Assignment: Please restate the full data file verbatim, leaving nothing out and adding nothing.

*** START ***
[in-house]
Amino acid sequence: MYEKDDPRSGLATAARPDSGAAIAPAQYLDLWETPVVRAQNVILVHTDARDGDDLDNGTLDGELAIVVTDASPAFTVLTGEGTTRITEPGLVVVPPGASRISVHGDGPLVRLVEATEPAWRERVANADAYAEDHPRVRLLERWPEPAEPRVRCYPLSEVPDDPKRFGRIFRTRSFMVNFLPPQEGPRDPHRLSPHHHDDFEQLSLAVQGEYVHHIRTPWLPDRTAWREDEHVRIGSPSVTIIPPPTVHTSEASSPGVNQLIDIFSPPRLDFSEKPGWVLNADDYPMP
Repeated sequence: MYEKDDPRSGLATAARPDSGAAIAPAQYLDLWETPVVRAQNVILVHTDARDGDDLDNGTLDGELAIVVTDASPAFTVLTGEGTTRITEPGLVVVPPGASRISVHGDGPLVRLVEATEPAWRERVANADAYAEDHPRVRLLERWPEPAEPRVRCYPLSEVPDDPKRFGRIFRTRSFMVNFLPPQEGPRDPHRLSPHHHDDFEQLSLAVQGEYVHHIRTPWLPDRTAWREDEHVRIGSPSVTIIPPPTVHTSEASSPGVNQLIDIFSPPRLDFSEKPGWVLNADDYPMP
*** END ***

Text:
[in-house]
Amino acid sequence: MYEKDDPRSGLATAARPDSGAAIAPAQYLDLWETPVVRAQNVILVHTDARDGDDLDNGTLDGELAIVVTDASPAFTVLTGEGTTRITEPGLVVVPPGASRISVHGDGPLVRLVEATEPAWRERVANADAYAEDHPRVRLLERWPEPAEPRVRCYPLSEVPDDPKRFGRIFRTRSFMVNFLPPQEGPRDPHRLSPHHHDDFEQLSLAVQGEYVHHIRTPWLPDRTAWREDEHVRIGSPSVTIIPPPTVHTSEASSPGVNQLIDIFSPPRLDFSEKPGWVLNADDYPMP
Repeated sequence: MYEKDDPRSGLATAARPDSGAAIAPAQYLDLWETPVVRAQNVILVHTDARDGDDLDNGTLDGELAIVVTDASPAFTVLTGEGTTRITEPGLVVVPPGASRISVHGDGPLVRLVEATEPAWRERVANADAYAEDHPRVRLLERWPEPAEPRVRCYPLSEVPDDPKRFGRIFRTRSFMVNFLPPQEGPRDPHRLSPHHHDDFEQLSLAVQGEYVHHIRTPWLPDRTAWREDEHVRIGSPSVTIIPPPTVHTSEASSPGVNQLIDIFSPPRLDFSEKPGWVLNADDYPMP